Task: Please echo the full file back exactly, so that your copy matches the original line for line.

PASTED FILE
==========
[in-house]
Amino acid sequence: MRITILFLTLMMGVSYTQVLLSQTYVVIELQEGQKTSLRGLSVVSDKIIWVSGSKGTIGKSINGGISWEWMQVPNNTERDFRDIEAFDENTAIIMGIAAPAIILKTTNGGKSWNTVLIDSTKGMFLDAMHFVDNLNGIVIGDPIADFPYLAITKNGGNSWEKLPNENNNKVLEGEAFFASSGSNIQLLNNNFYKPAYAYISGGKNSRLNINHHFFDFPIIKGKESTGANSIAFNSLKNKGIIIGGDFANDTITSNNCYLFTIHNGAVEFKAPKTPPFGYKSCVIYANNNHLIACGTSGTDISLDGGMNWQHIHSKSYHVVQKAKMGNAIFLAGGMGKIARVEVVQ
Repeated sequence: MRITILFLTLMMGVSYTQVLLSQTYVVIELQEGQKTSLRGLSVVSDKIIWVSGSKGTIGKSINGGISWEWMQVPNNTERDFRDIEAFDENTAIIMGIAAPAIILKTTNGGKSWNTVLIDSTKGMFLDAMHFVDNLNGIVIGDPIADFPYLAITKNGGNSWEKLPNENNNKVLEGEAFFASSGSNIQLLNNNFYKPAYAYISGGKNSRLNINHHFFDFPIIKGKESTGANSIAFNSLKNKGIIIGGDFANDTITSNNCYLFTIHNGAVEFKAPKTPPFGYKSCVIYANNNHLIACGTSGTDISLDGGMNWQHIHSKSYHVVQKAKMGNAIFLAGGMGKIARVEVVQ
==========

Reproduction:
[in-house]
Amino acid sequence: MRITILFLTLMMGVSYTQVLLSQTYVVIELQEGQKTSLRGLSVVSDKIIWVSGSKGTIGKSINGGISWEWMQVPNNTERDFRDIEAFDENTAIIMGIAAPAIILKTTNGGKSWNTVLIDSTKGMFLDAMHFVDNLNGIVIGDPIADFPYLAITKNGGNSWEKLPNENNNKVLEGEAFFASSGSNIQLLNNNFYKPAYAYISGGKNSRLNINHHFFDFPIIKGKESTGANSIAFNSLKNKGIIIGGDFANDTITSNNCYLFTIHNGAVEFKAPKTPPFGYKSCVIYANNNHLIACGTSGTDISLDGGMNWQHIHSKSYHVVQKAKMGNAIFLAGGMGKIARVEVVQ
Repeated sequence: MRITILFLTLMMGVSYTQVLLSQTYVVIELQEGQKTSLRGLSVVSDKIIWVSGSKGTIGKSINGGISWEWMQVPNNTERDFRDIEAFDENTAIIMGIAAPAIILKTTNGGKSWNTVLIDSTKGMFLDAMHFVDNLNGIVIGDPIADFPYLAITKNGGNSWEKLPNENNNKVLEGEAFFASSGSNIQLLNNNFYKPAYAYISGGKNSRLNINHHFFDFPIIKGKESTGANSIAFNSLKNKGIIIGGDFANDTITSNNCYLFTIHNGAVEFKAPKTPPFGYKSCVIYANNNHLIACGTSGTDISLDGGMNWQHIHSKSYHVVQKAKMGNAIFLAGGMGKIARVEVVQ